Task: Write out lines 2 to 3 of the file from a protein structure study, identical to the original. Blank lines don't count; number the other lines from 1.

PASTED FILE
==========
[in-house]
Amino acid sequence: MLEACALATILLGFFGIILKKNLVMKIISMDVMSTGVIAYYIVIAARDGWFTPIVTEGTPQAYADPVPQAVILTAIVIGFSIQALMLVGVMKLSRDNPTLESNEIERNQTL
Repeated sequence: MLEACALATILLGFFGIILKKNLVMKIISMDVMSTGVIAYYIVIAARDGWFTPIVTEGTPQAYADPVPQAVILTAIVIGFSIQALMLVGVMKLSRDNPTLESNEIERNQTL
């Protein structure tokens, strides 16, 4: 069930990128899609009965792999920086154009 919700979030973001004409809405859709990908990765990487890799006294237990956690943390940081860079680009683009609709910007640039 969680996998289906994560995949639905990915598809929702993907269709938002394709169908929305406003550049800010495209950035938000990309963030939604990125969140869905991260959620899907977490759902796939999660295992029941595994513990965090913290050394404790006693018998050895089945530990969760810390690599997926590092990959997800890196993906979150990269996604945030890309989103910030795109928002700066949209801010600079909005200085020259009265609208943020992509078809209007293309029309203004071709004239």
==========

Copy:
Amino acid sequence: MLEACALATILLGFFGIILKKNLVMKIISMDVMSTGVIAYYIVIAARDGWFTPIVTEGTPQAYADPVPQAVILTAIVIGFSIQALMLVGVMKLSRDNPTLESNEIERNQTL
Repeated sequence: MLEACALATILLGFFGIILKKNLVMKIISMDVMSTGVIAYYIVIAARDGWFTPIVTEGTPQAYADPVPQAVILTAIVIGFSIQALMLVGVMKLSRDNPTLESNEIERNQTL